BOAT MAINTENANCE TIPS
Techniques To Keep Your Boat Running Well & Looking Good
AFTER EVERY TRIP:
Flush the engine each time it’s used in salt water. Use “earmuffs” over the water intake and a freshwater hose. Tilt engine and rinse underneath to prevent salt buildup.
Fill gas tank on the way back. A full tank resists water build-up from condensation.
Wash entire boat and trailer using soap and water. Zip Wax (by Turtle Wax) car wash soap contains wax and will not strip the wax from your boat. Do not use bleach or Soft Scrub except in emergencies. Re-wax the affected area after using these harsh products.
Scrub the deck with a non-skid cleaner (Starbrite Deck Cleaner or the West Marine equivalent work well.)
Dry all the metal, glass, and flat surfaces. Standing water will leave mineral deposits and etch surfaces.
Cover boat to protect it from sun and rain.
Wax the boat every few months to protect the finish from stains and UV damage. A good coating of wax makes regular clean-up much easier. Starbrite Boat Polish With Teflon, Maguire’s Flagship Wax and Collinite Fleet Wax are generally regarded as the best boat waxes. Use Woody Wax on rails and (an extremely light coating) on molded non-skid.
Use Rain-X on glass.
Use Armor All Formula 2000 or 303 Protectant on plastic hatches.
Use Corrosion-X or Boeshield T-9 on all switches, wiring terminals and the engine.
Simple Green is an excellent general purpose cleaner for seats, cockpit, cabin, etc.
Every 75 hours: replace spark plugs, clean fuel filter, change lower unit oil, grease engine/drive via the zerc fittings and inspect everything.
Every 150 hours or once a year replace the impeller and fuel-water separator.
Boat Trailer Maintenance Is Critical In The Marine Environment
Wash your trailer after each use, especially if it was in saltwater. Do this every time! Rinse every part of the trailer with fresh water, especially the suspension and behind the wheels. Flush out the brakes if your trailer equipped with a flush kit. Saltwater is very corrosive.
The sure things in life are: death, taxes, and trailer corrosion. Rinsing will greatly prolong your trailer’s life.
Protect your trailer hardware with Corrosion X spray (available at some boating stores.) Spray the nuts, bolts, leaf-springs, winch gears and all other hardware items.
Use tie down straps. These inexpensive ratchet-type straps help secure your boat to the trailer. Wal-Mart and Home Depot have great prices on tie-downs. Every boat should be secured with several. Tie down the transom and the bow (even if your winch strap is already connected.) Your winch strap is not a tie down strap. I was surprised that my boat towed better with the straps than without. Keep an eye on the news. You regularly see boats that have fallen off their trailers and onto the freeway. It’s amazing.
Grease bearings. Do this every couple of weeks. Remove the hub cover. Locate the “Zirc” grease fitting–it’s the “nipple” that fits into the female end of a grease gun. Squeeze grease from the gun until bearing are full (but not too full.)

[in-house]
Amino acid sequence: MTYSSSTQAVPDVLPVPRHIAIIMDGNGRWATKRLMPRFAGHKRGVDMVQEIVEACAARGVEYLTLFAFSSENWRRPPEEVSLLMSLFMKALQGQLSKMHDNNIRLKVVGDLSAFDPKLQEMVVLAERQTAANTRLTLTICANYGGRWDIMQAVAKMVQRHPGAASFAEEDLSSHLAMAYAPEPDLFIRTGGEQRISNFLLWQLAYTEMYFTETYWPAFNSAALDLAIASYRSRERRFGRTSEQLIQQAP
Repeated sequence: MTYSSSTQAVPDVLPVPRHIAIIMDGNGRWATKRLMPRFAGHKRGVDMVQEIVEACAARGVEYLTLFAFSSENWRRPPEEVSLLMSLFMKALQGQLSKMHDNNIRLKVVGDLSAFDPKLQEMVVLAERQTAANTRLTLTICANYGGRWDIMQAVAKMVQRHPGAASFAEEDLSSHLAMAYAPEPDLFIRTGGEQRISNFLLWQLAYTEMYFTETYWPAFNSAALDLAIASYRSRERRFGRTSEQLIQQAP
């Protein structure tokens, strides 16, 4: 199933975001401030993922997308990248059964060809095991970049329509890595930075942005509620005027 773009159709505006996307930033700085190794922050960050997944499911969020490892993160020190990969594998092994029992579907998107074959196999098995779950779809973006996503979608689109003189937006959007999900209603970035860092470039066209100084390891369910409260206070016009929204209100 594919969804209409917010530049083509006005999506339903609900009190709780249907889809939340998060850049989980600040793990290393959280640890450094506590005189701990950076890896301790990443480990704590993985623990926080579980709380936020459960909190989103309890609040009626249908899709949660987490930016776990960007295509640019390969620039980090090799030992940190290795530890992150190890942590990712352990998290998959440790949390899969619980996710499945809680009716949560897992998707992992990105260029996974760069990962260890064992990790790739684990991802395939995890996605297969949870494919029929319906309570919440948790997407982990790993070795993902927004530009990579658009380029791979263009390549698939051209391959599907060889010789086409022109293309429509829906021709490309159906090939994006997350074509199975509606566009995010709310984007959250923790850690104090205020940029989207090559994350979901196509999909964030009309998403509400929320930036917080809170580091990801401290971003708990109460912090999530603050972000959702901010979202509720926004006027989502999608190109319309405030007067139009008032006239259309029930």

My dealer recommended using heavy duty DISC BRAKE grease on the trailer. Others have suggested using heavy-duty marine grease. It’s important that the grease doesn’t degrade in water. Try out Kendall Super Blue grease.
Feel your hubs for excess heat when traveling. They should not feel any hotter than a cup of coffee.
Use Bearing Buddies or other such bearing-saving devices.
Milky grease is a sign that it has been compromised by water. If this happens, repack all bearings.
Repack wheel bearings every six months as part of scheduled maintenance. They can be repacked annually if you use a bearing saving device such as Bearing Buddies.
Lubricate your lug nuts/posts so that you will be able to loosen them to change tires. This is especially important if you are fixing a flat by the side of the road. Lug nuts tend to rust easily. Use “Never Seize” grease, Boeshield T-9 or frequent applications of WD-40, penetrating oil or silicone spray. Replace steel lug nuts with stainless steel.
Check your tire pressure. Trailer tires are different from car/truck tires. Check the tire sidewall for correct pressure (usually 50-65 psi.)
Check your tire tread. Use the penny test by inserting a penny into the tread. The tread should touch the top of Abe Lincoln’s head.
Check the lights. Have someone depress the brake pedal and use the turn signal while you stand behind the vehicle and ensure the correct lights illuminate.
Check fasteners and all trailer hardware to make sure they’re tight.
Use safety chains correctly. Chris-cross the chains below the tongue. Position the hooks to your tow vehicle in such a way that they won’t easily “boune off.” Even better, use a closed-end fastener.
Do not put too much weight on the trailer. Gear can add a lot of weight – even if your boat can handle all of the gear, look at the weight rating on your trailer and do not exceed the maximum weight.
If you are storing your boat be sure to block and cover your trailer tires. Remember rubber degrades when exposed to sunlight and also rots when exposed to the ground. You may wish to shade your tires. Moving your trailer periodically or jacking your trailer off the ground will help reduce dry rotting of your tires.
As you do with your car, carry emergency equipment for your trailer. Make a trailer emergency kit that contains a spare wheel and tire, lug wrench, wheel chocks, bearing grease, extra hub assembly, extra line (for the winch and tie-down straps), replacement light bulbs, wheel bearings and road flares/markers.